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The cat's in her crate in the back seat, dying.
I must wait, know vaguely where we are,
that the river curls nearby,
knots the truncated streets.
But my west and east are suspect, tend
to skew the world.

I stand, strangely tiptoed in the gutter,
my new shoe soles embracing the curb curve.

There's no bluegrass on this street
not even in the pavement tufts
or the weedy chalky concrete.
I have lessened my demands
and would settle for blue-ish, just a hint,
one blade in twenty;
sacrifice my child hope for waves
of azure to a pony's knees.

There are bricked dusty boxes
and the smell of the sluggish Ohio.
I can't see from here
the smeared paint on the door panels
with the wobbly edges of an inexpert hand
slopping catsup red on white.


They're too proud to wear hearing aids
but not to shout in public
of Thelmer's constipation, Bobby's two-bit whore.
And three twenty-five is too much
for a plate of spaghetti
no matter that half rides home boxed.

Roundball team went and hired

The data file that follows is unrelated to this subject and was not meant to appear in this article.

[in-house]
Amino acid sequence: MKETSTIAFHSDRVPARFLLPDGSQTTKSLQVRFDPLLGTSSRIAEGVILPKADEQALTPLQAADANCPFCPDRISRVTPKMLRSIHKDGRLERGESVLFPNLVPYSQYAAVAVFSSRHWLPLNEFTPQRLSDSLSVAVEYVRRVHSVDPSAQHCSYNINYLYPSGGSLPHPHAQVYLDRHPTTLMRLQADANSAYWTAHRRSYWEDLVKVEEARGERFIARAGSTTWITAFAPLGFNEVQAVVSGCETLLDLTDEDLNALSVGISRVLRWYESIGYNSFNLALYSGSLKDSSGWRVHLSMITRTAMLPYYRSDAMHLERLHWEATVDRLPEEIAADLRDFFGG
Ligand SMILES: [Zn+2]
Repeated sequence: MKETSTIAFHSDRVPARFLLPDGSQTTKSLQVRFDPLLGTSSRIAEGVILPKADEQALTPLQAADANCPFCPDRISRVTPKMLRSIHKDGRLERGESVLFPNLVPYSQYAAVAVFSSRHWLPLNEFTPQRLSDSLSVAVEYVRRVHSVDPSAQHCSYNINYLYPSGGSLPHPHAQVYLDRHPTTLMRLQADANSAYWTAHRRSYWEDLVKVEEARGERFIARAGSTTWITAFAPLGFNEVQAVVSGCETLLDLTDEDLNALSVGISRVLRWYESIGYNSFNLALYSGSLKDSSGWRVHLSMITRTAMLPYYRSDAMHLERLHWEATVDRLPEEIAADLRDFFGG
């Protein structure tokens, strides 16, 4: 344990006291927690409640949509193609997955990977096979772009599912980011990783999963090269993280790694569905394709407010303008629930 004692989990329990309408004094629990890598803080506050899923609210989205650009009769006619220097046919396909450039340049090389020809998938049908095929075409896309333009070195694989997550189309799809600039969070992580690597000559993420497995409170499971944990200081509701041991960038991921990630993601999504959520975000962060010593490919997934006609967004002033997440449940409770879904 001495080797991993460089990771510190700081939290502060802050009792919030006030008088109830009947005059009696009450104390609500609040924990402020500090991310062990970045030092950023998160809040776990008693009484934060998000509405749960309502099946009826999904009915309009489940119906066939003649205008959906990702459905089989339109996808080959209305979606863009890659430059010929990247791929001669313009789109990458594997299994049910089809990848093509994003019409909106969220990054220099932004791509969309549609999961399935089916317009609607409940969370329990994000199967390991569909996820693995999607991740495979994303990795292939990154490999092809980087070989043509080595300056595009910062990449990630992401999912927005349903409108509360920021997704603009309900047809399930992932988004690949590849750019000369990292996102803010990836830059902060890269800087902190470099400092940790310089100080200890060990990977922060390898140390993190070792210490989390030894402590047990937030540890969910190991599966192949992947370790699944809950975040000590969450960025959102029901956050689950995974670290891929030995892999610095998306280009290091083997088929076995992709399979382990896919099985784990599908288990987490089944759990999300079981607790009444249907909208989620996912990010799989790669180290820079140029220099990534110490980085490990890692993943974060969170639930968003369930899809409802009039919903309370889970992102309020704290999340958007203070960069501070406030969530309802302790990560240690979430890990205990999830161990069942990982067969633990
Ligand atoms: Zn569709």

an uppity negro coach,
careful to say it that way, nee-gro,
just a shade worse than the Eyetalian boy
no matter they won and won.

(Baseball's got spics though;
you can still say spics,
have none next door.)


I should have been sitting
face to face with the grate
singsonging lies in falsetto.
But I know that cat. She is wiser
than my self-deception,
would inch claws through, beg
not to die so apart, not here.


He fights to free himself
from clinging wet kisses,
complaints that he never calls
to come to me in the street.

Out to the lack of blue,
the tobacco smudgy sky,
to the car where our cat lay
dying in this foreign town,
all for my want of a map.